Quite spacious for a little kiosk. My man here layered the lettuce, tomato, turkey, ham, and pork on the pan de agua (typical Puerto Rican baguette), then squirted some mayo all over and pressed it on his griddle panini-style.

It was a damn good, juicy pork sandwich. Not bad for $5.50.

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Lares is a crusty little mountain town in Puerto Rico. It’s famous for two things. First, in 1868 it was the birthplace of the uprising against Spanish rule, El Grito de Lares. Second, and even more historically important, in 1968 Salvador Barreto opened Heladeria Lares.

This is no ordinary ice cream parlor, no sir. This ice cream parlor not only makes regular old chocolate, vanilla, strawberry, etc. ice cream. This ice cream parlor will make ice cream out of anything!

When you walk in there are literally at least 50 different flavors to choose from. The do limit you to 3 samples though. Kind of a shame because there are so many I wanted to try, but they need to be able to sell some ice cream so I understand they don’t want customers to fill up on free samples.

I sampled the Arroz con Gandules. Rice and pigeon peas, it was actually really good.

Ajo, or garlic. They did a great job of accentuating the sweetness while suppressing the sharpness of the beloved garlic clove.

Bacalao, salt codfish. This one was absolutely disgusting! Salted fish should never ever be turned into a sweet treat. It was one of the worst flavors I’ve ever had in my mouth.

I ended up getting a scoop of two flavors I didn’t try but was confident would work together, ginger and pumpkin. I was right, as usual. They gave me a little bit bigger scoop of ginger while I would have preferred more pumpkin, but hey, you can’t have your ice cream and eat it too.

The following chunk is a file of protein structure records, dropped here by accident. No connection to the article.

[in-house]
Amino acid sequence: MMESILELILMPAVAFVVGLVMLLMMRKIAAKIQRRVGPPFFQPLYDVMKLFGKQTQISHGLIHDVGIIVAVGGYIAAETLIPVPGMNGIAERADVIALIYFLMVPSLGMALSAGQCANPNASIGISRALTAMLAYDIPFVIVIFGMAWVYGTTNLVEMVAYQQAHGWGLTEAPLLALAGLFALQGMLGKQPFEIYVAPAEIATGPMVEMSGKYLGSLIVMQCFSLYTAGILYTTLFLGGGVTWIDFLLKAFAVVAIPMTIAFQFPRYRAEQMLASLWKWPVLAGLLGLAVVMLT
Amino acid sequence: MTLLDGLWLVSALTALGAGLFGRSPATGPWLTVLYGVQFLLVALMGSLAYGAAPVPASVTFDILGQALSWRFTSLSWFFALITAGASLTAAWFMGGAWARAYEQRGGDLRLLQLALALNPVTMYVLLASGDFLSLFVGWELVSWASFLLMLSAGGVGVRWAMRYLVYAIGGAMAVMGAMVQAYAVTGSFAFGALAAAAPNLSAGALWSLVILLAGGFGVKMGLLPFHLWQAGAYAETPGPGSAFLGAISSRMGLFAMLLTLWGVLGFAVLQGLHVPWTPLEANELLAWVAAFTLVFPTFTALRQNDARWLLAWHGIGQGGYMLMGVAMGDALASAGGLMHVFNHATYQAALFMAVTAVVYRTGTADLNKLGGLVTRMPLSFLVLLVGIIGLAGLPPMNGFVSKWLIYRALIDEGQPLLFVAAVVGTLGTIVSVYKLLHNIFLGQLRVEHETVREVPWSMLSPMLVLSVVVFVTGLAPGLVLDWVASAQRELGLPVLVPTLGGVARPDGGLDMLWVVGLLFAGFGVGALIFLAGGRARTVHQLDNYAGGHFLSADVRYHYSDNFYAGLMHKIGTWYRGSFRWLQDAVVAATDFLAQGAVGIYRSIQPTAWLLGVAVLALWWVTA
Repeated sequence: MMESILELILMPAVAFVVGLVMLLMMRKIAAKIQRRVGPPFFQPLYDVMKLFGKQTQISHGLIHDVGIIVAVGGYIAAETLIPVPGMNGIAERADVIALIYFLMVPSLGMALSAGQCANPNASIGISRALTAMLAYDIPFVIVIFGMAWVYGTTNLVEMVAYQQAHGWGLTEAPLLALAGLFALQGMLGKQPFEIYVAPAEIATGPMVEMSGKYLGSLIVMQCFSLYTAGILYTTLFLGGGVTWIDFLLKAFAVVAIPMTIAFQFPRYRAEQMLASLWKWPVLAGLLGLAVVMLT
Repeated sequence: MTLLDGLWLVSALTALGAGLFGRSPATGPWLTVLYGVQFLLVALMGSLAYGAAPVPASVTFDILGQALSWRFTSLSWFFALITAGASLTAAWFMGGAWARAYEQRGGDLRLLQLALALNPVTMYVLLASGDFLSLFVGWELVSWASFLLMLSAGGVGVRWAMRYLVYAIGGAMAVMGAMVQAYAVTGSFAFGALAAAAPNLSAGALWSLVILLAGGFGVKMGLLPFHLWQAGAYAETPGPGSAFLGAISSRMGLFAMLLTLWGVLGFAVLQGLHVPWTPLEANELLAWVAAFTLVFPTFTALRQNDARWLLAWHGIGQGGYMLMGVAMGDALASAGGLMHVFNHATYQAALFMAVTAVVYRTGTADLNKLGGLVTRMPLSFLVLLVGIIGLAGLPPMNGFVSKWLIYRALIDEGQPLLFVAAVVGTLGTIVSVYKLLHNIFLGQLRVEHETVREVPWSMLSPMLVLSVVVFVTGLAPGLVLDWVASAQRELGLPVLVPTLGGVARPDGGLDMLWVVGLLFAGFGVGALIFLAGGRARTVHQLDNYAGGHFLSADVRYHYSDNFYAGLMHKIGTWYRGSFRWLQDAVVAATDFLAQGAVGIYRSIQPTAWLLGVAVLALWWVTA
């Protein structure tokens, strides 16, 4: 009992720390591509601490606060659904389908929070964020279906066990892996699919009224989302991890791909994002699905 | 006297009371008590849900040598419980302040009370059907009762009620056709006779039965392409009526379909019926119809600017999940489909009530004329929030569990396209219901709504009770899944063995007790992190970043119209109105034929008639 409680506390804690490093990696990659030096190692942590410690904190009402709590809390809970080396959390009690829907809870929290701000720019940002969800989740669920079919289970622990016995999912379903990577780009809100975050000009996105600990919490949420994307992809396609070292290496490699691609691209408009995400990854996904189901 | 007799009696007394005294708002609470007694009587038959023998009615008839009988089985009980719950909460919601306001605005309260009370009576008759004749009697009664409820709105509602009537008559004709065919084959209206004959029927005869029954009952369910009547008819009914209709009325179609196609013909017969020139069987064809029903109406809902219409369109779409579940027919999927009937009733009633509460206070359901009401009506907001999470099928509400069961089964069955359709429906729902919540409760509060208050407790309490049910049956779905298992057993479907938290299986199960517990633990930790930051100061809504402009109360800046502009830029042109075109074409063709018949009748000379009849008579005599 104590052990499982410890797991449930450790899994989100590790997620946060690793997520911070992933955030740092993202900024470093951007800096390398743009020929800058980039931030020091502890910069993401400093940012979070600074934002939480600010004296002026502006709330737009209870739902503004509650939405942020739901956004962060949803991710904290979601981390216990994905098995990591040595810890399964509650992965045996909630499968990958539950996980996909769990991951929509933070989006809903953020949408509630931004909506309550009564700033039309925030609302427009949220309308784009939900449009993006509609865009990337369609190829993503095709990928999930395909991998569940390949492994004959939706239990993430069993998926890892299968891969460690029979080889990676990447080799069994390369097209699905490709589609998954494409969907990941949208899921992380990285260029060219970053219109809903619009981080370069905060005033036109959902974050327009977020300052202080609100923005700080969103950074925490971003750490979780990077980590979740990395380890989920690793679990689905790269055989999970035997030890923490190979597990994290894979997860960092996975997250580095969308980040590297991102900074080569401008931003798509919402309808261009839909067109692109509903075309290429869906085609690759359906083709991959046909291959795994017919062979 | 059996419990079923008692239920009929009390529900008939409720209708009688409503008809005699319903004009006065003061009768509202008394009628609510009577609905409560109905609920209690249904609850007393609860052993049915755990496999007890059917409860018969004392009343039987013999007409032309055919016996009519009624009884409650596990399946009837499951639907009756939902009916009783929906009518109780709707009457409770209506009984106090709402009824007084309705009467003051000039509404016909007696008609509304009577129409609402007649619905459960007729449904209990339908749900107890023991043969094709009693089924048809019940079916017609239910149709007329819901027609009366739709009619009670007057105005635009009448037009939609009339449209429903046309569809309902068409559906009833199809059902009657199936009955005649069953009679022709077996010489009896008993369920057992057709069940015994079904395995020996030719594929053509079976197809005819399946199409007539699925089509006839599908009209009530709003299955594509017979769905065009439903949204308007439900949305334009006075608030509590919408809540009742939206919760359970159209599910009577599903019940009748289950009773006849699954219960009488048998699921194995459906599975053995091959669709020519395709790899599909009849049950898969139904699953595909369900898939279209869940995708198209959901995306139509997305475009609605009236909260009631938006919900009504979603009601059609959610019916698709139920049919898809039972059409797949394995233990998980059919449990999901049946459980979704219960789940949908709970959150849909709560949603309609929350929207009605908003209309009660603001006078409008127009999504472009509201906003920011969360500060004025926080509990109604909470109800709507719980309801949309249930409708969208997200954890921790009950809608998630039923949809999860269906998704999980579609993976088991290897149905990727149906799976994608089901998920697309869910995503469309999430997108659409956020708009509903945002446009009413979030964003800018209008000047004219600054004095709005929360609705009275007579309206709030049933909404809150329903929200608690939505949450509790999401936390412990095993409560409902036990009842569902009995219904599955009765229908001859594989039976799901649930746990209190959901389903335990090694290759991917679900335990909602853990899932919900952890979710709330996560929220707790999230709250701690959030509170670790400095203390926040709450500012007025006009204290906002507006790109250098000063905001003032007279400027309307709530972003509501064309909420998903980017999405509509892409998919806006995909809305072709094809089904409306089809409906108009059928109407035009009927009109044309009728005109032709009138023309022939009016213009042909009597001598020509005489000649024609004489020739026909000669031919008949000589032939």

Yuki got a scoop of the Arroz con Gandules and one of the sweet potato. Both excellent scoops of ice cream.

If you ever get to Lares, you have to hit Heladeria Lares up for a sweet adventure. Some of the flavors are just as terrifying to even think about as they are to eat, but mostly what they do works out just fine. With people like Bill Clinton haven eaten their ice cream, I wonder if they’ll come up with a special cigar flavor.

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There are few things more satisfying in life than sinking your teeth into something truly special. Living in a fast food nation this is something that is harder and harder to come by. Yuki and I were just in Puerto Rico for 10 days, and due to American influence it’s also hard to come by there. If you look though, you can still find moment of culture, that moment of awe, that moment of pure bliss. For us, that moment was found in Guavate, better known as “The Pork Highway”.

Nestled in the mountains about 45 minutes south of San Juan, Guavate has become a destination unlike any other. I was first alerted to it by Andrew Zimmern’s Bizarre Foods Episode in Puerto Rico. As a fellow Jew who appreciates the fine art of lechon, suckling pig slowly and expertly roasted on an open fire, I knew I had to get me some.